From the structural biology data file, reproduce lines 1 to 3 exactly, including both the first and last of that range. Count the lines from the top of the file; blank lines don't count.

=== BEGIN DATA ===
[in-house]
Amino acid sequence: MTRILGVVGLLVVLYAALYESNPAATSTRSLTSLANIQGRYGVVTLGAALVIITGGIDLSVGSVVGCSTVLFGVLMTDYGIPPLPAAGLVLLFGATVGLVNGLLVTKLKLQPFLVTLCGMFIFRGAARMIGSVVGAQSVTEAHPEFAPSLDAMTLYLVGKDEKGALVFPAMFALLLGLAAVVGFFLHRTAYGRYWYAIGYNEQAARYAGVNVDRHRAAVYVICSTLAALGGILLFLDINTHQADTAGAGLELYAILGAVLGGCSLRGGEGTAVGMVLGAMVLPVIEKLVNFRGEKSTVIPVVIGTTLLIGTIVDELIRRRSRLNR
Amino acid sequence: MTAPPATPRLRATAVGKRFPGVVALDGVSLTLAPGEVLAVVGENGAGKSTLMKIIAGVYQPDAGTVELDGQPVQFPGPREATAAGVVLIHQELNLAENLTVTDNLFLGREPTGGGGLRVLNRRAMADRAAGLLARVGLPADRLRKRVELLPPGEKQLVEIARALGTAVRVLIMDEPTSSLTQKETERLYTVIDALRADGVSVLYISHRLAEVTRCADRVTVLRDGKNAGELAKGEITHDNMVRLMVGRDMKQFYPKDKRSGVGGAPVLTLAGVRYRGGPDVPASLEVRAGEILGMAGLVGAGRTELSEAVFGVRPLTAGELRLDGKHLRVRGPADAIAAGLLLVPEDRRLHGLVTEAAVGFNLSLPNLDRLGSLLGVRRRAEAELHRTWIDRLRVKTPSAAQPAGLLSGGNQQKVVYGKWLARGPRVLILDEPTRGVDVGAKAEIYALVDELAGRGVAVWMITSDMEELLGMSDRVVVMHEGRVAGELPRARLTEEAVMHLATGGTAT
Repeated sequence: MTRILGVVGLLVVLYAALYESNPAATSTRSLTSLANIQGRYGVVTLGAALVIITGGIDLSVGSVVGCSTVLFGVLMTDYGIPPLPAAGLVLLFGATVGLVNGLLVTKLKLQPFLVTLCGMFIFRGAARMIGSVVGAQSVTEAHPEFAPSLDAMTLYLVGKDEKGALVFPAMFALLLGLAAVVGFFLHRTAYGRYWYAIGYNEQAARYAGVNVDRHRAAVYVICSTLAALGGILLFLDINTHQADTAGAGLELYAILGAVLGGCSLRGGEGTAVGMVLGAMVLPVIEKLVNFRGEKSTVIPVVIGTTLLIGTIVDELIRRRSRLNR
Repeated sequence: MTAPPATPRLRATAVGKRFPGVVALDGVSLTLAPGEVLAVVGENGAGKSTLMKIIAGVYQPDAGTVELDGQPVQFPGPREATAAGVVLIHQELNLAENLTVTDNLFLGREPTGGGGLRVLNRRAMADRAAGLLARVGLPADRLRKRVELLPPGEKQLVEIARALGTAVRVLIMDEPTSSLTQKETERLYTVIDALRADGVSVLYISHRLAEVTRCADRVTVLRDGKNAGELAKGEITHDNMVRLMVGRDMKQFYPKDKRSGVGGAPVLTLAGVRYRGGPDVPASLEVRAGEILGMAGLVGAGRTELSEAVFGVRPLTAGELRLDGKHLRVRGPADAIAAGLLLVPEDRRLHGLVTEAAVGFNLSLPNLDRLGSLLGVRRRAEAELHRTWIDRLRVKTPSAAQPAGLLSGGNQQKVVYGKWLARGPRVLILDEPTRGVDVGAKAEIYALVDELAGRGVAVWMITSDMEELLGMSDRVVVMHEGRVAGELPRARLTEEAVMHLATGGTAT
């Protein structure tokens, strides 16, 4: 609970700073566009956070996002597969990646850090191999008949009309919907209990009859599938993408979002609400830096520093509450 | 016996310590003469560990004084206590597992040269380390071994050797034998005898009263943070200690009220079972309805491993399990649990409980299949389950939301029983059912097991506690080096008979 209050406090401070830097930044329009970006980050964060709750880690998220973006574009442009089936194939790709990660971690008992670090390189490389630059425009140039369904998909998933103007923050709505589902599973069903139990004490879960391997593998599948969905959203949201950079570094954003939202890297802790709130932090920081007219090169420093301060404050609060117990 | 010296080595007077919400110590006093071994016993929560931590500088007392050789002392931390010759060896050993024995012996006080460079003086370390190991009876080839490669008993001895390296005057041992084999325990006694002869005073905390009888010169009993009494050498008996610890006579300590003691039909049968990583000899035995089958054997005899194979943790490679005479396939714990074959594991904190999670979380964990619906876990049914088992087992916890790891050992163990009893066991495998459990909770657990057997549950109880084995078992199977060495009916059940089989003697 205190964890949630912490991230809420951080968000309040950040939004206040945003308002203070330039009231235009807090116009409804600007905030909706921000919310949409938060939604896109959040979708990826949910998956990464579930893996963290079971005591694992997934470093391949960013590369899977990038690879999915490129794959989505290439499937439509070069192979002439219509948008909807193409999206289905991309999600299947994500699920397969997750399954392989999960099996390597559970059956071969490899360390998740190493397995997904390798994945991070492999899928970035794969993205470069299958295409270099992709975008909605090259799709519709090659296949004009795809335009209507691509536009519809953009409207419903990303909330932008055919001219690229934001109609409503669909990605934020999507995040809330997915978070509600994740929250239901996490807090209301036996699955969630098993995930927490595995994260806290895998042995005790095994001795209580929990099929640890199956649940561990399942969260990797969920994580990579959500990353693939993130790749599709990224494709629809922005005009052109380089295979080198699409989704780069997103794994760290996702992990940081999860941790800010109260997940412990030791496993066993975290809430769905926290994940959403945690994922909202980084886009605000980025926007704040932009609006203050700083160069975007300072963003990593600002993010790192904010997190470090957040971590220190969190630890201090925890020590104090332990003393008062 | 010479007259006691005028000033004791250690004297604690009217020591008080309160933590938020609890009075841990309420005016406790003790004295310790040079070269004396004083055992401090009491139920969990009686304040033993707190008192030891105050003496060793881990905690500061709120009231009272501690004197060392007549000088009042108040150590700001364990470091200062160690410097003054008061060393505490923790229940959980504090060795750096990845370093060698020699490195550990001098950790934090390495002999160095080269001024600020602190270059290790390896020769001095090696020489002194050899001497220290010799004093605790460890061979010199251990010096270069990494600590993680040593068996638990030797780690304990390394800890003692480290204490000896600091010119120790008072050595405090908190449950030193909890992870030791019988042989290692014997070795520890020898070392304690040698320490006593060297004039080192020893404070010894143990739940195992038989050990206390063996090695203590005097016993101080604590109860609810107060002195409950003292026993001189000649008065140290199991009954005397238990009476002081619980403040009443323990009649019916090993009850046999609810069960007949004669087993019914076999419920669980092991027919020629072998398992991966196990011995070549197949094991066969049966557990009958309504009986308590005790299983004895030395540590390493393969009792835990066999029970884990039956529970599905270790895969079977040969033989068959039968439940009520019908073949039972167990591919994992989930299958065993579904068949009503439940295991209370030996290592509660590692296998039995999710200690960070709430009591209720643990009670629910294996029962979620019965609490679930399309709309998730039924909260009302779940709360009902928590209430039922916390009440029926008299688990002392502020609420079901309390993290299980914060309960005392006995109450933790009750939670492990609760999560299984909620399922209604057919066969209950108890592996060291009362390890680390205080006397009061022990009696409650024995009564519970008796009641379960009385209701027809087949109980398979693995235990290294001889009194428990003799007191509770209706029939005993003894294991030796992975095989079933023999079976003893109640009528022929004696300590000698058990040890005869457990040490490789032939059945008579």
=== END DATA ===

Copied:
[in-house]
Amino acid sequence: MTRILGVVGLLVVLYAALYESNPAATSTRSLTSLANIQGRYGVVTLGAALVIITGGIDLSVGSVVGCSTVLFGVLMTDYGIPPLPAAGLVLLFGATVGLVNGLLVTKLKLQPFLVTLCGMFIFRGAARMIGSVVGAQSVTEAHPEFAPSLDAMTLYLVGKDEKGALVFPAMFALLLGLAAVVGFFLHRTAYGRYWYAIGYNEQAARYAGVNVDRHRAAVYVICSTLAALGGILLFLDINTHQADTAGAGLELYAILGAVLGGCSLRGGEGTAVGMVLGAMVLPVIEKLVNFRGEKSTVIPVVIGTTLLIGTIVDELIRRRSRLNR
Amino acid sequence: MTAPPATPRLRATAVGKRFPGVVALDGVSLTLAPGEVLAVVGENGAGKSTLMKIIAGVYQPDAGTVELDGQPVQFPGPREATAAGVVLIHQELNLAENLTVTDNLFLGREPTGGGGLRVLNRRAMADRAAGLLARVGLPADRLRKRVELLPPGEKQLVEIARALGTAVRVLIMDEPTSSLTQKETERLYTVIDALRADGVSVLYISHRLAEVTRCADRVTVLRDGKNAGELAKGEITHDNMVRLMVGRDMKQFYPKDKRSGVGGAPVLTLAGVRYRGGPDVPASLEVRAGEILGMAGLVGAGRTELSEAVFGVRPLTAGELRLDGKHLRVRGPADAIAAGLLLVPEDRRLHGLVTEAAVGFNLSLPNLDRLGSLLGVRRRAEAELHRTWIDRLRVKTPSAAQPAGLLSGGNQQKVVYGKWLARGPRVLILDEPTRGVDVGAKAEIYALVDELAGRGVAVWMITSDMEELLGMSDRVVVMHEGRVAGELPRARLTEEAVMHLATGGTAT